Chambers, who served as the CEO of Cisco for 20 years until last month, described how running helped him unwind when speaking with The Wall Street Journal:

I jog to … stay in shape, but also because I like to eat. For the first part I think of something personal or in business that’s on my mind, and for the last part I just enjoy it.

Apple CEO Tim Cook is in the gym at 5 a.m. every morning.

Cook is a self-described fitness nut, as Adam Lashinsky wrote in his profile of Cook for Fortune earlier this year. He wakes up around 4:30 or 5 a.m. daily to get to the gym several times a week, according to The Wall Street Journal.

Tesla and SpaceX CEO Elon Musk exercises about twice a week.

When you work nearly 100 hours each week, finding time to exercise can be really difficult. But Musk says he finds time once or twice a week to squeeze in a cardio workout on the treadmill and lift weights, according to Auto Bild TV.

Alexa von Tobel, CEO of LearnVest, goes to the gym almost every day and brings coworkers with her.

In LearnVest’s early days, von Tobel focused so much on her business that she didn’t go to the gym or visit the doctor regularly. But now she goes to the gym almost every day.

“I’m healthier, I’m happier, I sleep better. And all of that is important,” she told Business Insider in a previous interview. “When my life is better, my company is better.”

Sometimes she brings coworkers along with her for a meeting.

“I do my workouts in the morning, and often I’ll take someone from my team,” she told Fast Company. “The person I’m meeting with can pick the class, whether it’s a spin or barre class, or going for a power walk. It’s hard to run and talk — I haven’t mastered that yet.”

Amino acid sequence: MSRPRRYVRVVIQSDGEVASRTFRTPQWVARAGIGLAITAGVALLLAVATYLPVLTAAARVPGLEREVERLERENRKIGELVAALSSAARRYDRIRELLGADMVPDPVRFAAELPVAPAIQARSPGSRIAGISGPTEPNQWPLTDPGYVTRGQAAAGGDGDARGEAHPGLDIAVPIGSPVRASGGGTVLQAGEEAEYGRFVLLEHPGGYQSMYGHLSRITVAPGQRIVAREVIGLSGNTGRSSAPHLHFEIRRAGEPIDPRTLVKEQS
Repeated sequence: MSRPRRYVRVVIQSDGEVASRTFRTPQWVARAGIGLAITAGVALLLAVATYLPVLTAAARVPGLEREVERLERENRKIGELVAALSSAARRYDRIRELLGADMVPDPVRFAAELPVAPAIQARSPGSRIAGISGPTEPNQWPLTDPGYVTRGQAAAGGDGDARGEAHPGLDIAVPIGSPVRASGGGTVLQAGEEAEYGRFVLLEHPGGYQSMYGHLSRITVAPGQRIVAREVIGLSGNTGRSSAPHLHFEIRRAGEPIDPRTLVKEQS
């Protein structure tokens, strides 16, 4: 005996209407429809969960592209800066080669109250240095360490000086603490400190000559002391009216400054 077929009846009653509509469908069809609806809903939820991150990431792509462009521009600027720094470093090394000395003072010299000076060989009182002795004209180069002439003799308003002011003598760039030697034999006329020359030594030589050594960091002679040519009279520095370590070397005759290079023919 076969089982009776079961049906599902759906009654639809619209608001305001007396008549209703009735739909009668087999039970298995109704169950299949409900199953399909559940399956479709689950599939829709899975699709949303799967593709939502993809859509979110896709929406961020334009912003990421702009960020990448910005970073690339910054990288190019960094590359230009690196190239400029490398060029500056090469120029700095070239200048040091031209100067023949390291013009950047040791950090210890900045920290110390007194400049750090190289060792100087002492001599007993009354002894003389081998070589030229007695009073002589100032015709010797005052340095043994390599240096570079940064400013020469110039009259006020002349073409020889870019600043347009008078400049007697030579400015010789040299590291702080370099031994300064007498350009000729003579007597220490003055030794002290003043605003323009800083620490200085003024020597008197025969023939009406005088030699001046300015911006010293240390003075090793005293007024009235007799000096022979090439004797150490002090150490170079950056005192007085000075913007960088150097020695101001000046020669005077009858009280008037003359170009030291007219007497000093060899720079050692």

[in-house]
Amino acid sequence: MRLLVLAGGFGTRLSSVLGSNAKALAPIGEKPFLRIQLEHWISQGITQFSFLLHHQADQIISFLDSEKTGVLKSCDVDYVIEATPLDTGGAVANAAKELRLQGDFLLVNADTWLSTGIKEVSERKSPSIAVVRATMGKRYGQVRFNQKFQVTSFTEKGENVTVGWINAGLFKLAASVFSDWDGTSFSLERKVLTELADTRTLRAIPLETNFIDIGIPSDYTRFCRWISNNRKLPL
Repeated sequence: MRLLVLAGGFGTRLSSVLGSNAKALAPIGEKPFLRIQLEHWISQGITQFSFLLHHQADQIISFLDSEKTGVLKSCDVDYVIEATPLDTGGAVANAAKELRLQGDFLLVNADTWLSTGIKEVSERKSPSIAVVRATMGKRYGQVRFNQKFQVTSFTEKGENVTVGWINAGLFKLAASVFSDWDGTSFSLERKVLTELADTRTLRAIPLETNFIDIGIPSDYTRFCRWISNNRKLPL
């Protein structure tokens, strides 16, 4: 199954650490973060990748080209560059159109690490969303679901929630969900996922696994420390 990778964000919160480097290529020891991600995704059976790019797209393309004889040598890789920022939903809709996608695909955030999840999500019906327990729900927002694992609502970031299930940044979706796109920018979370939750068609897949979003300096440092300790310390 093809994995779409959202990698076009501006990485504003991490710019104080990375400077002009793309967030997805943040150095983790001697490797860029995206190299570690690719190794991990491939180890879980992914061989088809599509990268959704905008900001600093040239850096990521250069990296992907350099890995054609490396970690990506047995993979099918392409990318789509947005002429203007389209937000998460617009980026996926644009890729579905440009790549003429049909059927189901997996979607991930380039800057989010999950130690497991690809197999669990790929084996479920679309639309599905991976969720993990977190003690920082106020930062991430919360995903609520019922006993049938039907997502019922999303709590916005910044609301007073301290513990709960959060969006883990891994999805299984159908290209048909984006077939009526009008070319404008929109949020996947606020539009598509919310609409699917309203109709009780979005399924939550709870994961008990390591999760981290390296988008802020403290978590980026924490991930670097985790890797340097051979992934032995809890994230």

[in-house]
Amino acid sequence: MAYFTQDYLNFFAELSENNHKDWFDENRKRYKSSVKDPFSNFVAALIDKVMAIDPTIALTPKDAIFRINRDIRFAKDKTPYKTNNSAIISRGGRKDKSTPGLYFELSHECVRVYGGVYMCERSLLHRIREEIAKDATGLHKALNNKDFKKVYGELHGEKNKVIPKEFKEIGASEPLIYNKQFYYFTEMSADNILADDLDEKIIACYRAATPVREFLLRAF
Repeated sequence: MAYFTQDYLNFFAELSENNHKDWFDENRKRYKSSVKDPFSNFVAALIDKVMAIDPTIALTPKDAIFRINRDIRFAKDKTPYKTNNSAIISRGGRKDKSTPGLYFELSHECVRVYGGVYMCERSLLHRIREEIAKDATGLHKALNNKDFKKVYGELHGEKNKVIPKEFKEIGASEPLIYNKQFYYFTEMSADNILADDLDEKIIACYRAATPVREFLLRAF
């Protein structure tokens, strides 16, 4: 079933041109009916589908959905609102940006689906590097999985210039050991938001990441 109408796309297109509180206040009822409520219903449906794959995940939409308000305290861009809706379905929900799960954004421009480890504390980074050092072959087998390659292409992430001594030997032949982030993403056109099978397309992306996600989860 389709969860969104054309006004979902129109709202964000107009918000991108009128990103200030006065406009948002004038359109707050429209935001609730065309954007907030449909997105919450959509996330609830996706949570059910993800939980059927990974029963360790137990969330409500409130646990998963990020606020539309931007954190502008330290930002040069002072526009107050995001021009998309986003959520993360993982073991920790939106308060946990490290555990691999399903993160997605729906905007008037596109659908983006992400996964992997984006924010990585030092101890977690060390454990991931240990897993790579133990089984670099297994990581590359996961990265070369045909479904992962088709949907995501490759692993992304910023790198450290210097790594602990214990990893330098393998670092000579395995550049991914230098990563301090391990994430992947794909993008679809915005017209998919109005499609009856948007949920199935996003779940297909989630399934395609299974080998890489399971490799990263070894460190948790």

Mint.com founder Aaron Patzer runs and lifts weights.

Aaron Patzer believes physical activity is crucial to being successful.

“You cannot work 14 hour days without getting a good workout in as a break,” he told Men’s Health.

In addition to lifting weights, running, and rock climbing, Patzer also loves climbing trees, which he has been doing since age 3.

This article originally appeared on Business Insider.

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TIME Exercise

Working Out Doesn’t Keep Your Brain Young: Study

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Klaus Tiedge—Getty Images/Blend Images

Being physically active has a lot of health benefits, but the latest research questions whether it can help the brain

Exercise can help the heart, lower the risk of diabetes, keep blood pressure in check and help you maintain a healthy weight. But researchers say you shouldn’t expect it to keep your brain alert.

In a study published in JAMA, Dr. Kaycee Sink, director of the memory assessment clinic at Wake Forest Baptist Medical Center and her colleagues come to the somewhat surprising conclusion that exercise doesn’t help elderly to maintain their brain function. Previous studies that found people who were more active documented less decline in mental abilities over time. And the theory behind the relationship made sense — physical activity can improve circulation and keep brain neurons nourished and fed with the nutrients they need to keep working properly.

MORE: How Exercise Helps Curb Alzheimer’s Symptoms

But when Sink and her team put the idea to the test with a group of 1,635 elderly, sedentary people aged 70 to 89 years, they found that exercise didn’t provide the benefits they expected for most people. The participants were randomly assigned to either a moderately vigorous exercise regimen of walking or a health education program that was interactive but didn’t involve as much physical activity. After two years, the scores on a battery of cognitive function tests for the two groups were about the same. The relationship held even after the researchers adjusted for the potential effects of other factors that could contribute to cognitive abilities.

The idea that exercise doesn’t help the brain “flies in the face of conventional wisdom,” says Sink. “But it’s possible that exercise isn’t beneficial in this group above and beyond any health education.”

MORE: Here’s the Amount of Exercise That Lowers Breast Cancer Risk